Here’s everything you need to know about Holi, the colorful Hindu festival that says good riddance to winter by welcoming spring!
1.) Holi is an annual festival celebrated in the Indian subcontinent. Some countries known for celebrating the Hindu festival are India, Nepal, Pakistan and more. While the festival is widely known as the celebration to welcome spring it is also symbolic of the victory of good over evil, and a day to meet others and rekindle broken relationships. It starts on the evening of Purnima (full moon) and lasts throughout the night and the next day. However, some places will celebrate it for days at a time. The festival goes back centuries, but in more recent years it has been celebrated annually in parts of South Asia, Europe and North America.
2.) People celebrate the ‘Festival of Colours’ with, well, colors! The morning after the full moon is when the most fun happens for those who celebrate Holi. Often described as a “free-for-all”, people gather together in large groups to cover each other in vibrant colored water and powders. Some people take it one step further by filling up water guns to drench people, while others will fill up water balloons to launch at friends, family, neighbors and strangers. In the Indian subcontinent countries, the streets will fill with people covered in colors while they dance, sing and play music!
3.) Holi has centuries of history in the Hindu culture. The celebration is mentioned in the Puranas, which are ancient Hindu texts that were verbally communicated before finally being put into text and then modified into the 16th century. Because of this, it’s hard to nail down an exact date of origin.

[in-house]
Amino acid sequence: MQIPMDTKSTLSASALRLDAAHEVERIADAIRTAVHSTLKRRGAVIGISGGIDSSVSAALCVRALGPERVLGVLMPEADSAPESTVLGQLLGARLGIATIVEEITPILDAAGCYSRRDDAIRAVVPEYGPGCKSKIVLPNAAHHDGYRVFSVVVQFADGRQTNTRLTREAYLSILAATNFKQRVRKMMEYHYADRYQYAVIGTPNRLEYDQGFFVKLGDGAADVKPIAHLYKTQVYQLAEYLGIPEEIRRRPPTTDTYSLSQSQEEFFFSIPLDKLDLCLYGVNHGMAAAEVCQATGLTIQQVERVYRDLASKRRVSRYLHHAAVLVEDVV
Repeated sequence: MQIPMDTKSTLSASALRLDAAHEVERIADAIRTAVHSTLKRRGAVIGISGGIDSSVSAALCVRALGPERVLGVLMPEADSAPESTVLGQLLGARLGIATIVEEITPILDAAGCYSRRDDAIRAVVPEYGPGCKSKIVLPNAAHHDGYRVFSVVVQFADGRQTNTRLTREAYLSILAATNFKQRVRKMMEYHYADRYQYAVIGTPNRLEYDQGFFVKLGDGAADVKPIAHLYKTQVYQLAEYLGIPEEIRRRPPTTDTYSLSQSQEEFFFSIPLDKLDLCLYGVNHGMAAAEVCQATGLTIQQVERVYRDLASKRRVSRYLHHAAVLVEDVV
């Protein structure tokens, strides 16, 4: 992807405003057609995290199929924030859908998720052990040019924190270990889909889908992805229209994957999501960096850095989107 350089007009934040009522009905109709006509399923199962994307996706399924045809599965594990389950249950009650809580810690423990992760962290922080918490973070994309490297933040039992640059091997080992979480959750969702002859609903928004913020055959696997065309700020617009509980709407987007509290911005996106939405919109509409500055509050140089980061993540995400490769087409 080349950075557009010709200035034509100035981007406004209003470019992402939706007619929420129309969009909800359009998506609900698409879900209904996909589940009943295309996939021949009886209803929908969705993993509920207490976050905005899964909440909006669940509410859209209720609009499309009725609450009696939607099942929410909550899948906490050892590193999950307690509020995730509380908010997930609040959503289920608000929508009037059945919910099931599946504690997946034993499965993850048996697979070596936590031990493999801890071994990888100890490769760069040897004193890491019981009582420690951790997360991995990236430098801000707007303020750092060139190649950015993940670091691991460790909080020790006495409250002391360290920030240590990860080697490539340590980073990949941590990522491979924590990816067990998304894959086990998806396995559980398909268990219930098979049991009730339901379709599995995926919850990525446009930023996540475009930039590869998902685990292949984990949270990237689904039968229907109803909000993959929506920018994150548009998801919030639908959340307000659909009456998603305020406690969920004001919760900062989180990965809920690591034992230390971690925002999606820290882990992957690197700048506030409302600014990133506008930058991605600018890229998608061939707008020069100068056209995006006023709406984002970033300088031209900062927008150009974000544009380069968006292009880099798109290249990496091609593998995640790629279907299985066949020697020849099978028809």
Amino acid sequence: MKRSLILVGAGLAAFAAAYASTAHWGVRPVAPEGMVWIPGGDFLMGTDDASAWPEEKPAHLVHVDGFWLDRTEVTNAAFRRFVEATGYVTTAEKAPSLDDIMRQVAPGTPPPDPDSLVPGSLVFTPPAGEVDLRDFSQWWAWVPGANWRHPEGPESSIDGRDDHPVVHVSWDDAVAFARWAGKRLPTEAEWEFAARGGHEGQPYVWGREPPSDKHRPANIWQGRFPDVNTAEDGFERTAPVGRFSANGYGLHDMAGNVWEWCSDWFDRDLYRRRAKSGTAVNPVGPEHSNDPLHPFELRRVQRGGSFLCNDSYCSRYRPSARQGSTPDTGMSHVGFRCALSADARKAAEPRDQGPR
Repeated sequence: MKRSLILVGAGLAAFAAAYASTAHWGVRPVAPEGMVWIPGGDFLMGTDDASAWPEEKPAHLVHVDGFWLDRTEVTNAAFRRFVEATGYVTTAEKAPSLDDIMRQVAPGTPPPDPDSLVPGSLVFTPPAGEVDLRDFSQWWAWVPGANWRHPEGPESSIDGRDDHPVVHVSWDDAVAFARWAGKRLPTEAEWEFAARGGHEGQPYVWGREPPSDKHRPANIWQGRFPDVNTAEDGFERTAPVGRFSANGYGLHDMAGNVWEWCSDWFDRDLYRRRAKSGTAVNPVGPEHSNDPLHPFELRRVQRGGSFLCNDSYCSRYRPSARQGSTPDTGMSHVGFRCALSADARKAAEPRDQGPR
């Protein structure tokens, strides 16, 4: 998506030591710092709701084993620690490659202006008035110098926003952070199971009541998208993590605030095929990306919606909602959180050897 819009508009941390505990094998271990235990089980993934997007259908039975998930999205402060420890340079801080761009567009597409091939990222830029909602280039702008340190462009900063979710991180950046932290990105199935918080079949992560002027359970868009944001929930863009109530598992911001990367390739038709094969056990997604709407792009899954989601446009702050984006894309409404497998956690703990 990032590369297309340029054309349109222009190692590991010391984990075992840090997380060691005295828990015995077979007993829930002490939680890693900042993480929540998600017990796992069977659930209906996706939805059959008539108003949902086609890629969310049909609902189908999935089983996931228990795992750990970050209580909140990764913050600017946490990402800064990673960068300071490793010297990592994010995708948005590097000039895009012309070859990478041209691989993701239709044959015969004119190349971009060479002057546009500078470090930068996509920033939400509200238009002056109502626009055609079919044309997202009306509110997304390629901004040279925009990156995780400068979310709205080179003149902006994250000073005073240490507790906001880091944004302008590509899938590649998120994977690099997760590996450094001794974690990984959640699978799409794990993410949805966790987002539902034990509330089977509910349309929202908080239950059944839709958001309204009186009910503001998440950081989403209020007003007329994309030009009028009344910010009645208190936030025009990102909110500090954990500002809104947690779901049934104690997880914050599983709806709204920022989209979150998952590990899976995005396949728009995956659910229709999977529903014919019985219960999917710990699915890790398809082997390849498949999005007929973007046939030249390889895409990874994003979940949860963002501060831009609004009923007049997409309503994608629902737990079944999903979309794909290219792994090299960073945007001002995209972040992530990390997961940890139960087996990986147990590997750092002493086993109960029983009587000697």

4.) The colors used are specially made for Holi. They are called “Holi powder” and are made in many different ways. On the Indian subcontinent, people start making and selling different Holi powder colors at least a week before the festival begins. Traditionally these colors are made using natural ingredients like fruit, flowers, leaves, plants and more. Unfortunately more modern versions of the Holi powder are made synthetically, which has caused health issues like eye and skin irritation. If you’re going to celebrate Holi make sure you purchase organic powders to use! Or, you can make your own — see some recipes HERE.
5.) Holi has inspired events all over the world! In recent years there has been a music festival inspired by the Hindu festival called the Festival of Colours tour. There have also been 5k runs like The Color Run, Holi Run and Color Me Rad. Unfortunately the events have caused controversy because some believe that the organizers were trying to profit off of a historic Hindu event.